New Orleans, LA – Research led by Hernan A. Bazan, MD, Assistant Professor of Surgery, Section of Vascular Surgery, at LSU Health Sciences Center New Orleans School of Medicine, has found that unstable carotid artery plaques – those in danger of rupturing and leading to a stroke – contain more inflammation and significantly less omega-3 fatty acids than asymptomatic plaques. This suggests that increasing the levels of omega-3 fatty acids in carotid artery plaques could either prevent strokes or improve the safety of treatment. This may be accomplished by increasing dietary intake of foods rich in omega-3 fatty acids. The study is an Article in Press in the journal, Vascular Pharmacology, currently online.
Our bodies produce only a small amount of omega-3 fatty acids, so most of what we need has to come from eating omega-3 fatty acid-rich foods like fish (salmon, tuna, trout, herring, etc.) or from supplements. Omega-3 fatty acids have been shown to protect against cardiovascular disease, particularly heart attack and sudden cardiac death. Dr. Bazan's team wanted to determine what the association might be with plaques in the carotid arteries, a common cause of strokes. Vulnerable plaques which can rupture in the carotid arteries may lead to transient ischemic attacks (TIAs), strokes, or vision loss by affecting the artery to the retina. The mechanisms leading to plaque rupture are still not fully understood but inflammation within the plaque is beginning to be recognized as an important cause of plaque rupture.
Dr. Bazan, an LSUHSC vascular/endovascular surgeon, in collaboration with researchers at Yale University and others at LSUHSC, analyzed plaques from 41 patients who underwent carotid endarterectomy (CEA) to remove plaque buildup in their arteries. Twenty-four patients were asymptomatic and 17 were symptomatic, having had neurological symptoms. All of the fats in the plaques were assessed with mass spectrometry, in collaboration with Dr. Song Hong at LSUHSC. The team was measuring the amounts of docosahexaenoic acid (DHA) and eicosapentaenoic acid (EPA) – the components of long-chain omega-3 polyunsaturated fatty acids. The plaques of asymptomatic patients contained more than twice as much DHA as the symptomatic patients, and about one and a half times as much EPA. Significantly less inflammation was also seen in the carotid atherosclerotic plaques from asymptomatic patients.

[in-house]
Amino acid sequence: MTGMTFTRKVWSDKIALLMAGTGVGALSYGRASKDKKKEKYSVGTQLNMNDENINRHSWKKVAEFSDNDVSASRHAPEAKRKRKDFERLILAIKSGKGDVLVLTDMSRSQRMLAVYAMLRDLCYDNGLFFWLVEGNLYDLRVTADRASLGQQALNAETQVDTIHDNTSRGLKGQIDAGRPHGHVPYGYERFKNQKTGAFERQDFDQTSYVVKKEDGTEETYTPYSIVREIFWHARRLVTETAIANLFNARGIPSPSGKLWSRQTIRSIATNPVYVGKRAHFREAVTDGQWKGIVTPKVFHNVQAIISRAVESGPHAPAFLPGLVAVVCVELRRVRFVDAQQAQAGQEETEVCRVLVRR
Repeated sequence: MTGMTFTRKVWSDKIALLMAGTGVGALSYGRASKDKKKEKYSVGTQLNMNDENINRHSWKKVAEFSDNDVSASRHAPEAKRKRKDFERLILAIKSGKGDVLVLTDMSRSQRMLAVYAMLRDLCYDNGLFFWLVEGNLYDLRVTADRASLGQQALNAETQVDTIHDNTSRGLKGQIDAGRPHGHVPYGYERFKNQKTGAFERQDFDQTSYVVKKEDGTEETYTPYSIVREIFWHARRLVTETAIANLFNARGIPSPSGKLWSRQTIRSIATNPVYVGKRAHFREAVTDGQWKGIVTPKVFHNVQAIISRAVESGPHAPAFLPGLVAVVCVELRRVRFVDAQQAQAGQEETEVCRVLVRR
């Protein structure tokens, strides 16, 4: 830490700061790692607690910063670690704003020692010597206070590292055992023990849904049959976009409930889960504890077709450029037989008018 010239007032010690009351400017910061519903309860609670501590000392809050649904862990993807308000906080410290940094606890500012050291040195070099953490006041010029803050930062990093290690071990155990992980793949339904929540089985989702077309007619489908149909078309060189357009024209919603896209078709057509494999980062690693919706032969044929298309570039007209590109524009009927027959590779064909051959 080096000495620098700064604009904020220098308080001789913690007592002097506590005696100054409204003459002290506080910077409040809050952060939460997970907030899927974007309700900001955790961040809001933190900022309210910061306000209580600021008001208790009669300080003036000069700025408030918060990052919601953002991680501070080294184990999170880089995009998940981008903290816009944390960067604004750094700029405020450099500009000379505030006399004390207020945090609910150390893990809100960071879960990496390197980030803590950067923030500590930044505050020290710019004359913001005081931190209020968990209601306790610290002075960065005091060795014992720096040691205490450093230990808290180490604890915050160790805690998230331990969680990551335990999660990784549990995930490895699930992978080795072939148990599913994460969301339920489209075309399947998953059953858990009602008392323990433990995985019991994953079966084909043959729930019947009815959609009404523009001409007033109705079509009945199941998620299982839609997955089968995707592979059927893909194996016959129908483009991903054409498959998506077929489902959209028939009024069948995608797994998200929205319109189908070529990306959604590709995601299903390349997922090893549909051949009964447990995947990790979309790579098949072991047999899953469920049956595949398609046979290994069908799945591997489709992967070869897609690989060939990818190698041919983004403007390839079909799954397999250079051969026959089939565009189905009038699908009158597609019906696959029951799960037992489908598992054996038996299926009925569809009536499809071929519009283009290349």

"In the future, a study to address whether supplementation with dietary omega-3 polyunsaturated fatty acids prevents carotid-related events in patients with moderate or high-grade carotid stenosis will help answer whether this is a formidable therapeutic target for the prevention of stroke," says Dr. Bazan.
According to the Centers for Disease Control and Prevention, stroke is the third leading cause of death in the United States, as well as a leading cause of serious long-term disability. About 795,000 strokes occur in the US each year and about 610,000 of these are first, or new, strokes. About 185,000 occur in people who have already had a stroke. Nearly 25% of strokes occur in people under the age of 65. Of all ischemic strokes occurring, carotid artery atherosclerotic plaques account for over a third of them. It has been noted for several decades that the southeastern United States has the highest stroke mortality in the country. It is not completely clear what factors might contribute to the higher incidence and mortality from stroke in this region.